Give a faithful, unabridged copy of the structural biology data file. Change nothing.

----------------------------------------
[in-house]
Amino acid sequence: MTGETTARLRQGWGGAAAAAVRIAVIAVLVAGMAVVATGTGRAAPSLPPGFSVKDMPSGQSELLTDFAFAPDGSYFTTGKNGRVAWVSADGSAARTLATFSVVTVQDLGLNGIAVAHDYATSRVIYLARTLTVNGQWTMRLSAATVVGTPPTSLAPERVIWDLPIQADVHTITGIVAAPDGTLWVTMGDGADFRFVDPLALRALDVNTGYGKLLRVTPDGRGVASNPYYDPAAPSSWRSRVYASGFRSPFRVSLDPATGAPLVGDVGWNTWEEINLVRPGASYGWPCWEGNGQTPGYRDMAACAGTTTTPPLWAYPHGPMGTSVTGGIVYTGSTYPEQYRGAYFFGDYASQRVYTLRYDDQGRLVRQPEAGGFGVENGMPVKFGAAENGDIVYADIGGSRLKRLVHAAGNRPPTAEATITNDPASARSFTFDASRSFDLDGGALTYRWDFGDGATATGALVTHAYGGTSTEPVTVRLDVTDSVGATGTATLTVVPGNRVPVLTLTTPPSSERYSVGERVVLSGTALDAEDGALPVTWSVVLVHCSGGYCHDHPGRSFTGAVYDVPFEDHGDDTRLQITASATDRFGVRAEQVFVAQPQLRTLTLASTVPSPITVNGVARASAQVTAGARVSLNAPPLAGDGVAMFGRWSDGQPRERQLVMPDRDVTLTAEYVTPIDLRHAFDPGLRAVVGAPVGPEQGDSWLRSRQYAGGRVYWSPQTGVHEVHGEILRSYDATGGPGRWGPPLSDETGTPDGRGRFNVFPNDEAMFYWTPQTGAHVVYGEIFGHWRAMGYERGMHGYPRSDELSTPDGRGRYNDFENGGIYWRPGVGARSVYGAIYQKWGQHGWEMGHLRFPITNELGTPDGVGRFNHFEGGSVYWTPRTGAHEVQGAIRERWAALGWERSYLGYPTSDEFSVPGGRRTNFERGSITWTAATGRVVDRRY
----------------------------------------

[in-house]
Amino acid sequence: MTGETTARLRQGWGGAAAAAVRIAVIAVLVAGMAVVATGTGRAAPSLPPGFSVKDMPSGQSELLTDFAFAPDGSYFTTGKNGRVAWVSADGSAARTLATFSVVTVQDLGLNGIAVAHDYATSRVIYLARTLTVNGQWTMRLSAATVVGTPPTSLAPERVIWDLPIQADVHTITGIVAAPDGTLWVTMGDGADFRFVDPLALRALDVNTGYGKLLRVTPDGRGVASNPYYDPAAPSSWRSRVYASGFRSPFRVSLDPATGAPLVGDVGWNTWEEINLVRPGASYGWPCWEGNGQTPGYRDMAACAGTTTTPPLWAYPHGPMGTSVTGGIVYTGSTYPEQYRGAYFFGDYASQRVYTLRYDDQGRLVRQPEAGGFGVENGMPVKFGAAENGDIVYADIGGSRLKRLVHAAGNRPPTAEATITNDPASARSFTFDASRSFDLDGGALTYRWDFGDGATATGALVTHAYGGTSTEPVTVRLDVTDSVGATGTATLTVVPGNRVPVLTLTTPPSSERYSVGERVVLSGTALDAEDGALPVTWSVVLVHCSGGYCHDHPGRSFTGAVYDVPFEDHGDDTRLQITASATDRFGVRAEQVFVAQPQLRTLTLASTVPSPITVNGVARASAQVTAGARVSLNAPPLAGDGVAMFGRWSDGQPRERQLVMPDRDVTLTAEYVTPIDLRHAFDPGLRAVVGAPVGPEQGDSWLRSRQYAGGRVYWSPQTGVHEVHGEILRSYDATGGPGRWGPPLSDETGTPDGRGRFNVFPNDEAMFYWTPQTGAHVVYGEIFGHWRAMGYERGMHGYPRSDELSTPDGRGRYNDFENGGIYWRPGVGARSVYGAIYQKWGQHGWEMGHLRFPITNELGTPDGVGRFNHFEGGSVYWTPRTGAHEVQGAIRERWAALGWERSYLGYPTSDEFSVPGGRRTNFERGSITWTAATGRVVDRRY